A new study investigates three smoking cessation drugs.
A study on 400 HIV patients found that three smoking cessation medications—cytisine, varenicline, and nicotine replacement therapy—also significantly reduced alcohol consumption. Despite being initially designed to treat tobacco addiction, the results suggest these medications could effectively treat both tobacco and alcohol dependence, potentially improving overall health outcomes. This is the largest trial of its kind, and the first to study cytisine for both alcohol and tobacco.
A clinical trial to see whether three established smoking cessation treatments might also decrease alcohol use showed no differences between the medications, although rates of behavior change for both alcohol consumption and smoking were high in all treatment groups. According to the findings, these medications may be crucial in helping people quit smoking and drinking at the same time. Unexpectedly, both the prescription drugs cytisine and varenicline as well as nicotine replacement therapy worked.
400 Russians living with HIV participated in the study, which was conducted by researchers from the First Pavlov State Medical University of St. Petersburg, Russia, Boston University School of Medicine, Boston Medical Center, and Vanderbilt University Medical Center (VUMC). The study was recently published in the journal JAMA Network Open. Volunteers who self-identified as engaged in risky drinking and daily smoking were sought out by the researchers, which included HIV researchers and addiction experts. Following their enrolment in the clinical trial, participants were followed up with for up to a year. Because the medications were placebo-controlled, neither the participants nor the researchers knew which patients were receiving which medicine.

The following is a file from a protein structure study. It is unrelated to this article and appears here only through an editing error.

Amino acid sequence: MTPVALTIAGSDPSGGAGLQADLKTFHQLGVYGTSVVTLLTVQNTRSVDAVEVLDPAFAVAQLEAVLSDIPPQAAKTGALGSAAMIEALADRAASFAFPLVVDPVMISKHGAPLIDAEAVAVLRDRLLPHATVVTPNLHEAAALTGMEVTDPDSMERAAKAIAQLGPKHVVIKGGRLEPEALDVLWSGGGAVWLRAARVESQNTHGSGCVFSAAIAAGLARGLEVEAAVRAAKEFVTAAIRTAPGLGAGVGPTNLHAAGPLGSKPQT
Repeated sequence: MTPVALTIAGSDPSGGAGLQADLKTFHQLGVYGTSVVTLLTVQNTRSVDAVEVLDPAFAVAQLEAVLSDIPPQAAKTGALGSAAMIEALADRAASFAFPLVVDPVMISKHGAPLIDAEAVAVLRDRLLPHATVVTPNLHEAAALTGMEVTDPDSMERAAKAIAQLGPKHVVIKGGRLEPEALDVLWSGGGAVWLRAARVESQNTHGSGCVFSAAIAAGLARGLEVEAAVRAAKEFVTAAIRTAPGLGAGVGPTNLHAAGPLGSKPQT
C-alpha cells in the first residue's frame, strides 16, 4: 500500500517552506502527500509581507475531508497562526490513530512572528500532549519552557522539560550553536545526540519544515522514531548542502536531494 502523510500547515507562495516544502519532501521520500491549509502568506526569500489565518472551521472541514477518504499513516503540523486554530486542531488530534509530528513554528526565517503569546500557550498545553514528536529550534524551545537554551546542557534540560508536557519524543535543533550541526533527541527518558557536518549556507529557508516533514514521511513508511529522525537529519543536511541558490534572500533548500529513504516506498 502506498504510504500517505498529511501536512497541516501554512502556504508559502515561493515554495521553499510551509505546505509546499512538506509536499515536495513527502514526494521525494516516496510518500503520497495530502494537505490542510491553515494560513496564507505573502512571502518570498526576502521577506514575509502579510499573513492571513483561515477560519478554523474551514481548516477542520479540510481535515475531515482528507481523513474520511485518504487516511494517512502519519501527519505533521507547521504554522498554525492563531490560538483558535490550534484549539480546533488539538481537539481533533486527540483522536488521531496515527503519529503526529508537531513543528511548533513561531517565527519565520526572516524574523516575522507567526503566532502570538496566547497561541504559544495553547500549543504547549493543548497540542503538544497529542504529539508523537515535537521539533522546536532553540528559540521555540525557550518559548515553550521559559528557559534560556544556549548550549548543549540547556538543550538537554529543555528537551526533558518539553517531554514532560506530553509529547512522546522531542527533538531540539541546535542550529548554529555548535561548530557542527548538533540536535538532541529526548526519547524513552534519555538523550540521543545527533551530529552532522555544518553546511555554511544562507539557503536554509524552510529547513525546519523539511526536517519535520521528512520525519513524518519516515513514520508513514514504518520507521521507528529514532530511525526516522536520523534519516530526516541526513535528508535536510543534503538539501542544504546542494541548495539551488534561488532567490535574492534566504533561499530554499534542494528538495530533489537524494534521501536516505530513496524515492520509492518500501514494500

The research revealed that regardless of whether subjects received nicotine replacement therapy, varenicline, or cytisine after three months, alcohol consumption dropped. The primary outcome was the number of days with heavy drinking in the previous month at three months, while the secondary outcomes were alcohol abstinence at three months and smoking abstinence at six months.
“A single medication to treat both risky drinking and smoking could improve health efficiently and significantly. Risky drinking and smoking frequently co-occur, and they both threaten health by increasing risk of cardiovascular disease, cancer, and other important health outcomes,” said the study’s lead author, Hilary Tindle, MD, MPH, the William Anderson Spickard, Jr., MD, Professor of Medicine, and associate professor of Medicine at VUMC.
Researchers are increasingly focusing on comorbidities among people living with HIV, such as cardiovascular disease and cancer, to improve their longevity because there are now effective treatments for the virus.